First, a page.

Redisson based maps implement the java.util.concurrent.ConcurrentMap and java.util.Map interfaces. Redisson has four map implementations. These are RMap, RMapCache, RLocalCachedMap and RClusteredMap.

Let's create a map with Redisson:

RMap map = client.getMap("ledger"); Ledger newLedger = map.put("123", new Ledger());map

RMapCache supports map entry eviction. RLocalCachedMap allows local caching of map entries. RClusteredMap allows data from a single map to be split across Redis cluster master nodes.

We can learn more about Redisson maps here.

6.2. Set

Redisson based Set implements the java.util.Set interface.

Redisson has three Set implementations, RSet, RSetCache, and RClusteredSet with similar functionality as their map counterparts.

Let's create a Set with Redisson:

RSet ledgerSet = client.getSet("ledgerSet"); ledgerSet.add(new Ledger());

We can learn more about Redisson sets here.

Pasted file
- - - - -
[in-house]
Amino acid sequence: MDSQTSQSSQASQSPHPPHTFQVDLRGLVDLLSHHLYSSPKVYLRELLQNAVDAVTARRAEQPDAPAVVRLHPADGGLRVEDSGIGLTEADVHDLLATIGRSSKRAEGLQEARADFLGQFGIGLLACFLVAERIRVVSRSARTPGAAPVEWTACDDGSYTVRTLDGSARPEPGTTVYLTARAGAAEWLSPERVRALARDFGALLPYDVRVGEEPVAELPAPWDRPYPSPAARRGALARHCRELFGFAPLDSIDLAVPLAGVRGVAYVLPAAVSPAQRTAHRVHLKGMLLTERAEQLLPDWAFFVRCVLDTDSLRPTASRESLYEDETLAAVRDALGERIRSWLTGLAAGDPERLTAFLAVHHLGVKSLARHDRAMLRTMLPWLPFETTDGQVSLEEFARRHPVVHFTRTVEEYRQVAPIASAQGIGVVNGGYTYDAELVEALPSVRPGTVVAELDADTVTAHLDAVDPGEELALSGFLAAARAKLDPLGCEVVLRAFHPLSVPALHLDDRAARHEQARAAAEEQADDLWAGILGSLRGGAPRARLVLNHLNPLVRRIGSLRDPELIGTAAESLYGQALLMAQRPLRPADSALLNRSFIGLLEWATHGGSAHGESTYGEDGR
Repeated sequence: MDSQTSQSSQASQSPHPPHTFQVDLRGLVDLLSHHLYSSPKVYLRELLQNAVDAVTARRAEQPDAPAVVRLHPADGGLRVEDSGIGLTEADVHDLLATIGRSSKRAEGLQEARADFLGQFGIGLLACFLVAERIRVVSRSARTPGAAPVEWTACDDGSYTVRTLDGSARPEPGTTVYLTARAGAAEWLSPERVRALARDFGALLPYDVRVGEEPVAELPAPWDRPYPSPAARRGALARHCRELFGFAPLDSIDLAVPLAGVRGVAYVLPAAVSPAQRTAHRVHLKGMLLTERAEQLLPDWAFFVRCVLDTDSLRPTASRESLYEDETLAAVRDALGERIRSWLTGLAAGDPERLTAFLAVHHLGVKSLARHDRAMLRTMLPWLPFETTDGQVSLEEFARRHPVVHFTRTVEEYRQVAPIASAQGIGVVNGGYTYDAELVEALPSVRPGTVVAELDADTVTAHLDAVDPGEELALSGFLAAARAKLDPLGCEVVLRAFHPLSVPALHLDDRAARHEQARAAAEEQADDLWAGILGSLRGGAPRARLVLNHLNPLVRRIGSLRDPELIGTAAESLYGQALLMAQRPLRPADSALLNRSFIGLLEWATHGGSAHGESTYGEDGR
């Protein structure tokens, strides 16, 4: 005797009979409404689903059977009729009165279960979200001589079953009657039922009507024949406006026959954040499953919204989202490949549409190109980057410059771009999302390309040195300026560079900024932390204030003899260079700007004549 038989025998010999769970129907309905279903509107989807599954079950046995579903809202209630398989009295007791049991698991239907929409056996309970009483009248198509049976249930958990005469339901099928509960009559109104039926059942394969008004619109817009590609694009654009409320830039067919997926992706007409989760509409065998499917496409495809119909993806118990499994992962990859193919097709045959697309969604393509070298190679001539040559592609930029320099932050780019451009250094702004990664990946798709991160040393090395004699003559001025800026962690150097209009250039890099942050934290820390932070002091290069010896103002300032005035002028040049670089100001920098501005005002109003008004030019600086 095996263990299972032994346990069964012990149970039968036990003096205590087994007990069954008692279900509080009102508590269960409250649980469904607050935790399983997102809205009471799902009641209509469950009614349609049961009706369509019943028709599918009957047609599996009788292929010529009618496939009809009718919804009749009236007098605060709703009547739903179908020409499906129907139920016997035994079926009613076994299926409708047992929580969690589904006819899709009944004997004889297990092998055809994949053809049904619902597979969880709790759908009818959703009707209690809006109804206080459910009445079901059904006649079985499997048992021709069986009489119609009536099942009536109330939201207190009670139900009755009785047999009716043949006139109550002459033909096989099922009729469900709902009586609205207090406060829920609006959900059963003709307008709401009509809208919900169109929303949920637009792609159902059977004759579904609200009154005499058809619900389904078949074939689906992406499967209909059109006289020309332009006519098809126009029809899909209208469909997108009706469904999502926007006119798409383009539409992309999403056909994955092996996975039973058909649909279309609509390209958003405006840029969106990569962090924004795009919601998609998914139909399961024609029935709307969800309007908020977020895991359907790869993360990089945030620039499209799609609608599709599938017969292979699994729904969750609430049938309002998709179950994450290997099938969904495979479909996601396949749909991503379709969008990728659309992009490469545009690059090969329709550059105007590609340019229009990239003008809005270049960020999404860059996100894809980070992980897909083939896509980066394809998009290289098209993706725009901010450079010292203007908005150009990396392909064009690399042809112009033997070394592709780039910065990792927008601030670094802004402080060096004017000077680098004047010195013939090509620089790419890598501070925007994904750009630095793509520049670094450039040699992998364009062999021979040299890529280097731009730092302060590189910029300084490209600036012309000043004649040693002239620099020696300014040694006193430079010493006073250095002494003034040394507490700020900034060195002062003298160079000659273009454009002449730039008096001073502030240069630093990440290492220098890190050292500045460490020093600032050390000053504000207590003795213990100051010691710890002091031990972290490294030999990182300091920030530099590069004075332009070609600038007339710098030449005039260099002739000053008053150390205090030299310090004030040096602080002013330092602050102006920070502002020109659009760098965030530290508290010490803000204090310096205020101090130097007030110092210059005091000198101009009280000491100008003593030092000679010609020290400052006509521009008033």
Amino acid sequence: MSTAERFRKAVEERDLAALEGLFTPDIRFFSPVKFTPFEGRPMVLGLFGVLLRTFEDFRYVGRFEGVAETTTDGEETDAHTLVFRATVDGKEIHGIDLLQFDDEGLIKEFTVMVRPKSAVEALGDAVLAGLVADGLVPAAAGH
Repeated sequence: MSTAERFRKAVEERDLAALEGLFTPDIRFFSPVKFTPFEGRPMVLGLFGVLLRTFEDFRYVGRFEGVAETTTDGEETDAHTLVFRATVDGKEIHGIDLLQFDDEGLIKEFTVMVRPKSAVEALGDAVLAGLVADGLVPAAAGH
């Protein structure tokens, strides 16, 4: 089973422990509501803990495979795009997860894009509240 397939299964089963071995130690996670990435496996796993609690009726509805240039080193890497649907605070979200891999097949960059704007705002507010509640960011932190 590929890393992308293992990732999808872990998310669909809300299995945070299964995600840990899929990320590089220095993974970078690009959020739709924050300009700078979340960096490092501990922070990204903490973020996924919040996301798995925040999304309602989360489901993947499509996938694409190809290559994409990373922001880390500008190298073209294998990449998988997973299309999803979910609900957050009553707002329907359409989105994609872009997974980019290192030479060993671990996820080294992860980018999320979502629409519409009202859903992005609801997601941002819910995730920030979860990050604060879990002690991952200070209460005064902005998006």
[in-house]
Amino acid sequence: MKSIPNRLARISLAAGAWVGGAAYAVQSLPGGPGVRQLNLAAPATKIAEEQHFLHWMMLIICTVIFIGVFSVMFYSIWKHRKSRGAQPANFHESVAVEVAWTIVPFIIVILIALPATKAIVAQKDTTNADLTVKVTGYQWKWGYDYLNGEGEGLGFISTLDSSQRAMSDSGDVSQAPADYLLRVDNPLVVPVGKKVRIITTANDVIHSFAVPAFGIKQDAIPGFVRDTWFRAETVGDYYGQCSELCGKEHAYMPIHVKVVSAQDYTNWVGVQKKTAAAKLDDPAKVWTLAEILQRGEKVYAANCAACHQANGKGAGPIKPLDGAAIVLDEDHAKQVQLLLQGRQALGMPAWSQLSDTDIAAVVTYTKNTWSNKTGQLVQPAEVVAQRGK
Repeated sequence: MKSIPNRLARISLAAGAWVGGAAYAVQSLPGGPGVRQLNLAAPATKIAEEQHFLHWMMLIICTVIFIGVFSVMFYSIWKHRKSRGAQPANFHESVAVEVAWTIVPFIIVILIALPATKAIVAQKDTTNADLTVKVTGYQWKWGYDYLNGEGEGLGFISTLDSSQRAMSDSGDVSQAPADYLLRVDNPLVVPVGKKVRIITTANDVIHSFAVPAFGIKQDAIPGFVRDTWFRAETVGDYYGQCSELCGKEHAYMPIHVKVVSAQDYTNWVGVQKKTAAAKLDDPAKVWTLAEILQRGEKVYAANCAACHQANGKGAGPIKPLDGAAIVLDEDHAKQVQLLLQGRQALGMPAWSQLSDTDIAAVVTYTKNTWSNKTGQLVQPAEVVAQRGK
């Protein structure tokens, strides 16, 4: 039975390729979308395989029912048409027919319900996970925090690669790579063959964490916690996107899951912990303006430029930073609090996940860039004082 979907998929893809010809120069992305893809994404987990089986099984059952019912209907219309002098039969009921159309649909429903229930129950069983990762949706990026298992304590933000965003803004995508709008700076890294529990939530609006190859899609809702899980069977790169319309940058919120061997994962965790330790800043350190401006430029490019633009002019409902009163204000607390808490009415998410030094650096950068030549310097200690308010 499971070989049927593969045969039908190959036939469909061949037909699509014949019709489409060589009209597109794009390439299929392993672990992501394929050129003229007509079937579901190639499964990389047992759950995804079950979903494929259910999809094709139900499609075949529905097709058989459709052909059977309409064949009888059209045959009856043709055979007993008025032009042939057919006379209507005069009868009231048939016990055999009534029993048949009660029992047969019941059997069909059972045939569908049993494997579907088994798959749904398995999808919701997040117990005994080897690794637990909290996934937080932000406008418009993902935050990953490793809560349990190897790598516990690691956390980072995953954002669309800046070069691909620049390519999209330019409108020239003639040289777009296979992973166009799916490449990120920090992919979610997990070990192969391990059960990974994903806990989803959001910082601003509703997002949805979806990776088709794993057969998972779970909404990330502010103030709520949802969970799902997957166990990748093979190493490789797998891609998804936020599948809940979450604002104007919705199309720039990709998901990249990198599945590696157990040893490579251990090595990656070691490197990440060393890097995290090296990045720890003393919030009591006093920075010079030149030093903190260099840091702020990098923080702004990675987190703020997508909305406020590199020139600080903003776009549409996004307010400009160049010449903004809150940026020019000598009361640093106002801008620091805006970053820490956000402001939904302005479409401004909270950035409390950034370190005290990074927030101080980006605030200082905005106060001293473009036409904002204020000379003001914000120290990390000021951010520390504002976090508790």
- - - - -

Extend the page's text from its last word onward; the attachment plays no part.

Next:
6.3. List

Redisson-based Lists implement the java.util.List interface.

Let's create a List with Redisson:

RList ledgerList = client.getList("ledgerList"); ledgerList.add(new Ledger());

We can learn more about other Redisson collections here.

7. Locks and Synchronizers

Redisson's distributed locks allow for thread synchronization across applications/servers. Redisson's list of locks and synchronizers include:

  • Lock
  • FairLock
  • MultiLock
  • ReadWriteLock
  • Semaphore
  • PermitExpirableSemaphore
  • CountDownLatch

Let's take a look at Lock and MultiLock.

7.1. Lock

Redisson's Lock implements java.util.concurrent.locks.Lock interface.

Let's implement a lock, represented by the RLock class:

RLock lock = client.getLock("lock"); lock.lock(); // perform some long operations... lock.unlock();

7.2. MultiLock

Redisson's RedissonMultiLock groups multiple RLock objects and treats them as a single lock:

RLock lock1 = clientInstance1.getLock("lock1"); RLock lock2 = clientInstance2.getLock("lock2"); RLock lock3 = clientInstance3.getLock("lock3"); RedissonMultiLock lock = new RedissonMultiLock(lock1, lock2, lock3); lock.lock(); // perform long running operation... lock.unlock();

We can learn more about other locks here.

8. Services